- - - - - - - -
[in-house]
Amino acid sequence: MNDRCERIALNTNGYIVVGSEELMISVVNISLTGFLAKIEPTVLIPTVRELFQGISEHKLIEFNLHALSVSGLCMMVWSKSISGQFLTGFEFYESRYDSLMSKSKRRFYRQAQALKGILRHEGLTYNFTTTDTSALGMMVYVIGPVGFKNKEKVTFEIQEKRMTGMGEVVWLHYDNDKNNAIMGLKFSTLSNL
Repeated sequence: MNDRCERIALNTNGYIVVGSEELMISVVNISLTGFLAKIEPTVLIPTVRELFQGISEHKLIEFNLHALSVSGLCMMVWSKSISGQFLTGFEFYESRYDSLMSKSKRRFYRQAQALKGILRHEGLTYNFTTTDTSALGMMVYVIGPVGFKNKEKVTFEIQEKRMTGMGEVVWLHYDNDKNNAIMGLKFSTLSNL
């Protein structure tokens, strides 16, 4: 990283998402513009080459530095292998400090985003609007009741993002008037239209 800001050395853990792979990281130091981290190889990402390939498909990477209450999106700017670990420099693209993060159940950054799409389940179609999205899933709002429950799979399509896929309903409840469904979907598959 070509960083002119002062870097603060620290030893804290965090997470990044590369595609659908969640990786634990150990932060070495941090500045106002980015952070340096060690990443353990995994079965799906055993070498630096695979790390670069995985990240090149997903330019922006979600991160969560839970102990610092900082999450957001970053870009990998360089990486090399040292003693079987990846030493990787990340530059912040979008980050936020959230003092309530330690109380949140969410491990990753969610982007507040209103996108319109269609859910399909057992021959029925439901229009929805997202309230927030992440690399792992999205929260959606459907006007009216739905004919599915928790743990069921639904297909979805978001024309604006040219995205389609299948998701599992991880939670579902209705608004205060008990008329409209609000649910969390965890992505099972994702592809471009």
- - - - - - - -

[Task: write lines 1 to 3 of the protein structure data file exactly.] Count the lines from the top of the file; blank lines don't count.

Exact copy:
[in-house]
Amino acid sequence: MNDRCERIALNTNGYIVVGSEELMISVVNISLTGFLAKIEPTVLIPTVRELFQGISEHKLIEFNLHALSVSGLCMMVWSKSISGQFLTGFEFYESRYDSLMSKSKRRFYRQAQALKGILRHEGLTYNFTTTDTSALGMMVYVIGPVGFKNKEKVTFEIQEKRMTGMGEVVWLHYDNDKNNAIMGLKFSTLSNL
Repeated sequence: MNDRCERIALNTNGYIVVGSEELMISVVNISLTGFLAKIEPTVLIPTVRELFQGISEHKLIEFNLHALSVSGLCMMVWSKSISGQFLTGFEFYESRYDSLMSKSKRRFYRQAQALKGILRHEGLTYNFTTTDTSALGMMVYVIGPVGFKNKEKVTFEIQEKRMTGMGEVVWLHYDNDKNNAIMGLKFSTLSNL